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    nemesisenforcernemesisenforcer Member Posts: 10,513 ✭✭✭
    edited November -1
    quote:Originally posted by SoreShoulder
    quote:Originally posted by jonk
    One country, I think Switzerland, did an experiment, where they fitted a rifle barrel to a special compressed air tank that produced the same pressure as one of their service rounds. They fired a ton of projectiles through it, and reached the conclusion that there was virtually no wear, ergo all wear must come from the gas cutting.
    This is not the experts forum so I am entitled to my guesswork.

    Five factors are not present with compressed air.

    The heat of firing may anneal the very surface of the origin of the rifling, leading to reduced wear resistance. The air test would not show this unless the barrel were heated between shots with a non-erosive method such as a laser beam which affected the very surface of the barrel, right where it gets hottest in real firing.

    Heat itself can affect the amount the barrel wears even if the very surface had never been exposed to temperatures which could anneal it slightly. Compressed air expanding would keep the barrel cool.

    In the real world, bullets may have grit on them.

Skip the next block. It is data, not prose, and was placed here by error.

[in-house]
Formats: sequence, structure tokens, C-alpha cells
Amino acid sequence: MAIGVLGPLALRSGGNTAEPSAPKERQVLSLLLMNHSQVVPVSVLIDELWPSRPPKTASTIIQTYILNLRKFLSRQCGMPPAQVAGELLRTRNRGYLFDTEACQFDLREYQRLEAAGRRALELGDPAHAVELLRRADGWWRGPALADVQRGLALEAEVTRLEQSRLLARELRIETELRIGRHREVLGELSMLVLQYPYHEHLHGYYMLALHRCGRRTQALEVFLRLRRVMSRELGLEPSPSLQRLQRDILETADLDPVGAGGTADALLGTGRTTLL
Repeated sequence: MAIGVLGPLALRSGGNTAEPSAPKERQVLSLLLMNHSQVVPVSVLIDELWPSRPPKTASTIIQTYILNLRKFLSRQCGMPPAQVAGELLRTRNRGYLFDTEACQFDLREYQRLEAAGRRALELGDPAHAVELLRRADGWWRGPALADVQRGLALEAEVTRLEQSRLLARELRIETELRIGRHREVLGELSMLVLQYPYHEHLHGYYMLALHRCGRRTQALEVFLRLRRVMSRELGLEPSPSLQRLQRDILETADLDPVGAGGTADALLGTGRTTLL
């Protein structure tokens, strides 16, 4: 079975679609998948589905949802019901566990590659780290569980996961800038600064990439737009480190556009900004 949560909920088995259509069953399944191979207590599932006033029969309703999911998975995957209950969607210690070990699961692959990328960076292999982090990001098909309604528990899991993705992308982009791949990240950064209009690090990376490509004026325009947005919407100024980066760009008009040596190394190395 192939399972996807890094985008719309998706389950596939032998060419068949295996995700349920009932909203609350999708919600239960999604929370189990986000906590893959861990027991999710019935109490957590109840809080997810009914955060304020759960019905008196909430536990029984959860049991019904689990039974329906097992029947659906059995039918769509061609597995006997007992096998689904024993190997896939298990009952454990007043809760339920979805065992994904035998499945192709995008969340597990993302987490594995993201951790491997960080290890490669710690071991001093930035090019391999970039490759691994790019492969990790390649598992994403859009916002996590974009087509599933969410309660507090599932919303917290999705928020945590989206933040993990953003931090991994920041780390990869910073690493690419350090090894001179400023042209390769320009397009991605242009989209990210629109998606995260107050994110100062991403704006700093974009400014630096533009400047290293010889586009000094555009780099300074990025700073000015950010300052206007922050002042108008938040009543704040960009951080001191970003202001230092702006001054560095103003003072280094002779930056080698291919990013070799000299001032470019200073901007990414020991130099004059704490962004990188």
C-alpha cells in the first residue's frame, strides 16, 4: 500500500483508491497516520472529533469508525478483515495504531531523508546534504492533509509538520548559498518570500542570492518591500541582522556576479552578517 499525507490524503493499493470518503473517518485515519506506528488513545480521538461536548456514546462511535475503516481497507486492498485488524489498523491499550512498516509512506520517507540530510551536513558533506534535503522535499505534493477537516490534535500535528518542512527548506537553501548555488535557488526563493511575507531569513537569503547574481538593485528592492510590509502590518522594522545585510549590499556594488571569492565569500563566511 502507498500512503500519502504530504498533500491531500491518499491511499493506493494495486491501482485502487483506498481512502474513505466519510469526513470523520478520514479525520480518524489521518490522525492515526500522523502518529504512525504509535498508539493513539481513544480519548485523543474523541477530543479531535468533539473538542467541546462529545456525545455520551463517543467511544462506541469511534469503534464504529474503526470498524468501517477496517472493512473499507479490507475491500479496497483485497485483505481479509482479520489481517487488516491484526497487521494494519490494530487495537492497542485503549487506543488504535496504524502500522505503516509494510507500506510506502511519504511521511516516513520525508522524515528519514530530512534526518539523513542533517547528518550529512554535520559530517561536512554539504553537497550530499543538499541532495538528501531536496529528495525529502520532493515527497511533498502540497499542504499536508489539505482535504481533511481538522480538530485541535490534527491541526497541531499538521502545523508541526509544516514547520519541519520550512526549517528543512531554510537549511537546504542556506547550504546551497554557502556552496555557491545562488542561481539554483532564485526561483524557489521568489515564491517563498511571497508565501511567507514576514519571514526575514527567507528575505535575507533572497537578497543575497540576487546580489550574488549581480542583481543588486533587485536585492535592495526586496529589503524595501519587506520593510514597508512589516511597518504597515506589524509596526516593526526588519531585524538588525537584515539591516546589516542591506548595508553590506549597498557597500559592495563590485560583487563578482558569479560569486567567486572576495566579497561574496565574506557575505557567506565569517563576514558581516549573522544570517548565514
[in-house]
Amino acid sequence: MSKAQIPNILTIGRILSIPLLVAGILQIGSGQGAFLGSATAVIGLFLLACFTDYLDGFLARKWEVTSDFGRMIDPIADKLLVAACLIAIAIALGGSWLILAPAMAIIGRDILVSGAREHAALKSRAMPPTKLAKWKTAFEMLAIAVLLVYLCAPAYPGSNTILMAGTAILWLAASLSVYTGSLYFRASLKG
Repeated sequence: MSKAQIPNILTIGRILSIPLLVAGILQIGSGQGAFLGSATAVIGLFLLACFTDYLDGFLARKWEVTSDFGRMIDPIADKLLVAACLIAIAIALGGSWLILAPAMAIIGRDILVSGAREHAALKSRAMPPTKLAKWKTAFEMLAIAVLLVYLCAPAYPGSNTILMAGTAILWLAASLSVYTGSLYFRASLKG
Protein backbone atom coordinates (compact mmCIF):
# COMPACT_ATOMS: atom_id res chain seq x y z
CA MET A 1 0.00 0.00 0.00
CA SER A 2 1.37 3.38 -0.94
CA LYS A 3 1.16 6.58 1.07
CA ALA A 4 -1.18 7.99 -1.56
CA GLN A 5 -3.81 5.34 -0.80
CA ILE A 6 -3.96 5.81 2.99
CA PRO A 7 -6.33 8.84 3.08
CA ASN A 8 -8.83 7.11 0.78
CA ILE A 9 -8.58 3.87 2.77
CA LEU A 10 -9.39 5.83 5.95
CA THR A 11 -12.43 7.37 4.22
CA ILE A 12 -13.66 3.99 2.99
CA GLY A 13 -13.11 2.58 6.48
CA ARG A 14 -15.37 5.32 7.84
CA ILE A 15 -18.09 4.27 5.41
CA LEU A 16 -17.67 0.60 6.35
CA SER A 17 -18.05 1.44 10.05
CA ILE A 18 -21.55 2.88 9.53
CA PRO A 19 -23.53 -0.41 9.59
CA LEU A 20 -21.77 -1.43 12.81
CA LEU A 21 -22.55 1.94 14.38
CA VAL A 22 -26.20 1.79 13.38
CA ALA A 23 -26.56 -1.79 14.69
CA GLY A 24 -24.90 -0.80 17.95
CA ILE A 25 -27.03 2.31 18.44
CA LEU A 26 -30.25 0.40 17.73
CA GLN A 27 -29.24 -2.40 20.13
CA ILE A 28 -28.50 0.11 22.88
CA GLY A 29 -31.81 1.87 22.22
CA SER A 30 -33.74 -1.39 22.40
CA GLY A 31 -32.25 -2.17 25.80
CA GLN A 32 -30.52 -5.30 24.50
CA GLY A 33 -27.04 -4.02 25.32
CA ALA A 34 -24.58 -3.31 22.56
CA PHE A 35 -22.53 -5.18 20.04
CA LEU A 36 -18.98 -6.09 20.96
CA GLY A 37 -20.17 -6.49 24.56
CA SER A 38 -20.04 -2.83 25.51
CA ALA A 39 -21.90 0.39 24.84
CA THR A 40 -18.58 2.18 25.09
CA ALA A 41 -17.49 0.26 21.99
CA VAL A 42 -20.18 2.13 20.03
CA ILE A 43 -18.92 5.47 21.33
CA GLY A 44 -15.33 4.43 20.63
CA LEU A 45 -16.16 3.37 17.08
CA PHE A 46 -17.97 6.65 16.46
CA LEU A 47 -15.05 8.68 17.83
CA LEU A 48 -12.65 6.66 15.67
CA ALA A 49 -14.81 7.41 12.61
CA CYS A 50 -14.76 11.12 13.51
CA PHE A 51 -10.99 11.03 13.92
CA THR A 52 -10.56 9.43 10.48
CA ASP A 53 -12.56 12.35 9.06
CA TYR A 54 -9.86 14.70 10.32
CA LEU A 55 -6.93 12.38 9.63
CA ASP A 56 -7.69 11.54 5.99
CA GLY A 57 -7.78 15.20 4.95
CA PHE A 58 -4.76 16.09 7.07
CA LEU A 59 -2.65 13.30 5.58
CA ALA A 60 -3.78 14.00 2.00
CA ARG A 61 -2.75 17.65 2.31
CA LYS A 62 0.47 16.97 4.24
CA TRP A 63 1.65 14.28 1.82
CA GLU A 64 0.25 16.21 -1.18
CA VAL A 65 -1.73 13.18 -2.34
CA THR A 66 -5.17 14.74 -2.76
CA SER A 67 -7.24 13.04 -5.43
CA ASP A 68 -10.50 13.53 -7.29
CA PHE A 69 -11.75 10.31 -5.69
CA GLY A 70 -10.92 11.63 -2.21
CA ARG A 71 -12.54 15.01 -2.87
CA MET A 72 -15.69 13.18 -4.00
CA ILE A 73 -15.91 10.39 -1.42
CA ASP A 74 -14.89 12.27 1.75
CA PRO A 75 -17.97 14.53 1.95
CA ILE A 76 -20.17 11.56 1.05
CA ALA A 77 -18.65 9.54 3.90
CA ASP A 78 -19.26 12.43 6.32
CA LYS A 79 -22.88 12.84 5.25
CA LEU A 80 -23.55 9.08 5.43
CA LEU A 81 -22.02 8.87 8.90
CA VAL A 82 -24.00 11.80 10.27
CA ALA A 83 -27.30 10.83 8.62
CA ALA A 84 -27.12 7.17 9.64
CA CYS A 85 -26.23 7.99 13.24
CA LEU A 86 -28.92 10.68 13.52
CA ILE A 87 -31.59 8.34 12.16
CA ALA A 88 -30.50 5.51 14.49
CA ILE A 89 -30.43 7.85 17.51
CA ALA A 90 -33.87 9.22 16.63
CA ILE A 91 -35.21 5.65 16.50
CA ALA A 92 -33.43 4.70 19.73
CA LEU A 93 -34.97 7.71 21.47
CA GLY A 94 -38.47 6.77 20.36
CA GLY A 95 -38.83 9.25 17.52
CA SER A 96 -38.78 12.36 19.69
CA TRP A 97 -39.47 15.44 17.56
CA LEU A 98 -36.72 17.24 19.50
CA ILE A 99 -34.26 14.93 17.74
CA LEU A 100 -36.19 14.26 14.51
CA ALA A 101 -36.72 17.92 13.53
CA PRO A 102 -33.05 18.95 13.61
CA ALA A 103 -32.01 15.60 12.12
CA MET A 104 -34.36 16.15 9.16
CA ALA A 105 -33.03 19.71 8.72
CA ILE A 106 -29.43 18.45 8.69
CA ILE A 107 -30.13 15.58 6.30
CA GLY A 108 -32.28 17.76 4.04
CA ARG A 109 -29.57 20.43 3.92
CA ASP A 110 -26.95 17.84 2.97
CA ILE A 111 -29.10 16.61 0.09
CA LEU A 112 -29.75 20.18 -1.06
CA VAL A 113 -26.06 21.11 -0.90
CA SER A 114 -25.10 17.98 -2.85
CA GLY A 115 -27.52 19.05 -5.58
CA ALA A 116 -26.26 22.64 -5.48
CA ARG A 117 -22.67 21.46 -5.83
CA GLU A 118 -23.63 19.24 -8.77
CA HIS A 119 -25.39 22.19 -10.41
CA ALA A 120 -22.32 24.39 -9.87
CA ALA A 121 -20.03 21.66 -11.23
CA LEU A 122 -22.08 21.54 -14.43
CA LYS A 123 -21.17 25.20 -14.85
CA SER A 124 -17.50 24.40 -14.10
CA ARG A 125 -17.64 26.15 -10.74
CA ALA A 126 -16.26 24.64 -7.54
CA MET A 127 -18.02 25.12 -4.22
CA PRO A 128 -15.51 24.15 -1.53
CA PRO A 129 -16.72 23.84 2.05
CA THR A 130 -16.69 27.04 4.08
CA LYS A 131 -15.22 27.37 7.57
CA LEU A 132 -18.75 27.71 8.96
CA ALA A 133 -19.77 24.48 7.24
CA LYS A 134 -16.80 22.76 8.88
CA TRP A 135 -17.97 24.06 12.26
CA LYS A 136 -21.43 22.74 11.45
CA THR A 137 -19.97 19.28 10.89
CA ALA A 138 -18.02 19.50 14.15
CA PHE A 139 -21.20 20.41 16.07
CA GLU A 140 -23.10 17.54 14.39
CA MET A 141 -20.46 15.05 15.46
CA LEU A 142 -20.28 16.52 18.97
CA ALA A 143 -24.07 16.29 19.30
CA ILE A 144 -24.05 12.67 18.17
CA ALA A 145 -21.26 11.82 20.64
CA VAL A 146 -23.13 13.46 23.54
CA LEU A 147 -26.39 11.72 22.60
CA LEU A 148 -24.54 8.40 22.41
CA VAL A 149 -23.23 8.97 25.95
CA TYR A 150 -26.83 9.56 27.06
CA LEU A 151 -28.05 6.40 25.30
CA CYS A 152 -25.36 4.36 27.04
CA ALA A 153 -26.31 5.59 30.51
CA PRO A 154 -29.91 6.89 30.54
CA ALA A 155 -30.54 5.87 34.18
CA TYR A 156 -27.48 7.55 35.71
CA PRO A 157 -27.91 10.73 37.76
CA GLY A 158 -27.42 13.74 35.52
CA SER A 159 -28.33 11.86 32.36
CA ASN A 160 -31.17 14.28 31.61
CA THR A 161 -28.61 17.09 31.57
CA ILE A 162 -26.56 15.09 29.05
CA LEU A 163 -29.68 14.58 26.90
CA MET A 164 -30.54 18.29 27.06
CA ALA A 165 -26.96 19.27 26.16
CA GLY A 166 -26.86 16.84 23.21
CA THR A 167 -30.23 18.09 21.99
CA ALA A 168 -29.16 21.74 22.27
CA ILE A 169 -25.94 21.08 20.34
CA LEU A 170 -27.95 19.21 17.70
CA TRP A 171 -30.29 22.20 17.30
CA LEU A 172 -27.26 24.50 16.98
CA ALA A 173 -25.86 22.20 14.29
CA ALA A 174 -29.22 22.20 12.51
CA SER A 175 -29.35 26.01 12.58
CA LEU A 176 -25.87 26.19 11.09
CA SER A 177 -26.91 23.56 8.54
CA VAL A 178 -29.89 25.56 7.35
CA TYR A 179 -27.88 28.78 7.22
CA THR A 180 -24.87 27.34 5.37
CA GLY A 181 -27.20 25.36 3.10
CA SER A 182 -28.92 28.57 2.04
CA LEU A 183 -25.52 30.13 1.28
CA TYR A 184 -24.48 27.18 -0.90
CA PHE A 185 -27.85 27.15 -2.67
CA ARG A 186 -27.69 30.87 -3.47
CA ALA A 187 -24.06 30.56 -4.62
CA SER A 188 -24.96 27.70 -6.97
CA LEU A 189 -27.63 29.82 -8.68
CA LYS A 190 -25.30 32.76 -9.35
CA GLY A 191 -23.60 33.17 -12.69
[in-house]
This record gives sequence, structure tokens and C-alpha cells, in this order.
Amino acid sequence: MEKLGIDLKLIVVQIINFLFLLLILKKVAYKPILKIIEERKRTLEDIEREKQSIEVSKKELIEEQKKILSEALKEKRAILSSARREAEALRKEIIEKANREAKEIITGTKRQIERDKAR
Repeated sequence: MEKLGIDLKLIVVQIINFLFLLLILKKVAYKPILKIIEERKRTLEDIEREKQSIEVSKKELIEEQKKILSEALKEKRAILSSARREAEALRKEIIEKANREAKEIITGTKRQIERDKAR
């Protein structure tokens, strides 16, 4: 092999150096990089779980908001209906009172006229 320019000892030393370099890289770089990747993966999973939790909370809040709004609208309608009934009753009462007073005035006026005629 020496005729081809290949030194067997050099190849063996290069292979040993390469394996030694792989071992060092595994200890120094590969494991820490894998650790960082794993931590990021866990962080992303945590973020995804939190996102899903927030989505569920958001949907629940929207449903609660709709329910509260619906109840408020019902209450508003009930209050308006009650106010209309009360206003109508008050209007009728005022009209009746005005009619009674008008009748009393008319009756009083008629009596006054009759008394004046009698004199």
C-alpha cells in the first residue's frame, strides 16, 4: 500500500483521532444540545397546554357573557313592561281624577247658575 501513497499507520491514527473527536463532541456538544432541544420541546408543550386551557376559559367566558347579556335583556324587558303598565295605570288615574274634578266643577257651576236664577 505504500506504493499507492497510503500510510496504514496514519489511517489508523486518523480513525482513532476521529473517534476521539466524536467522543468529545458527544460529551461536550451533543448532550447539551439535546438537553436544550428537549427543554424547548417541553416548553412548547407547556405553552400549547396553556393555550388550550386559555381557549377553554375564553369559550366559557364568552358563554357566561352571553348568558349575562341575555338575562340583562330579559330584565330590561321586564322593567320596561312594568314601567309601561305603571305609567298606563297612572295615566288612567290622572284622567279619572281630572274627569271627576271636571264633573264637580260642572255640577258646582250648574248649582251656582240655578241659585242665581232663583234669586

Copper fouling may have protected the origin of the lands, firing would have shot it off, if it can erode the very steel.

    The lube situation may be different. Bullets may have had a remnant of forming lube, which firing may blast off as hot gases race around the bullet. The gas flow may be too fast to allow it to be replaced with graphite.

    What this adds up to is that a different bullet may wear the throat less. A bullet with a shorter shank or thinner jacket may wear the POSSIBLY heat softened metal less. It would create less frictional heating and maybe leave the metal more resistant to gas erosion. Grit would not be as bad with a short shank. And, by sealing the bore sooner or not lingering in the throat so long, with hot gases racing around an imperfect seal, it may reduce how hot the throat steel is before it has to take the full blast of the powder.






    Even if your hypothesis is true, it reinforces, not undermines the hot gas at the throat analysis above.
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    SoreShoulderSoreShoulder Member Posts: 3,138 ✭✭✭
    edited November -1
    quote:Originally posted by nemesisenforcer[/iEven if your hypothesis is true, it reinforces, not undermines the hot gas at the throat analysis above.
    It would suggest that different bullets may wear the barrel differently.
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    JustCJustC Member Posts: 16,056 ✭✭✭
    edited November -1
    there is no such thing as annealing the throat. Annealing means softening the metal,....which is why you anneal brass case necks, so that they can be sized to hold a more consistent neck tension.

    IF, annealing the barrel throat were to ever happen,..the throat in the barrel would be eroded in 200-300rnds, and the barrel would need to be replaced. Annealing takes place at some 600-700* on brass,....steel is a whole nother story.

    Bullets with "grit" on them are either dropped in the dirt, and not cleaned off before chambering, or those garbage "fire lapping" rounds sold by folks who play on the lack of internal balistic knowledge of most folks.
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    SoreShoulderSoreShoulder Member Posts: 3,138 ✭✭✭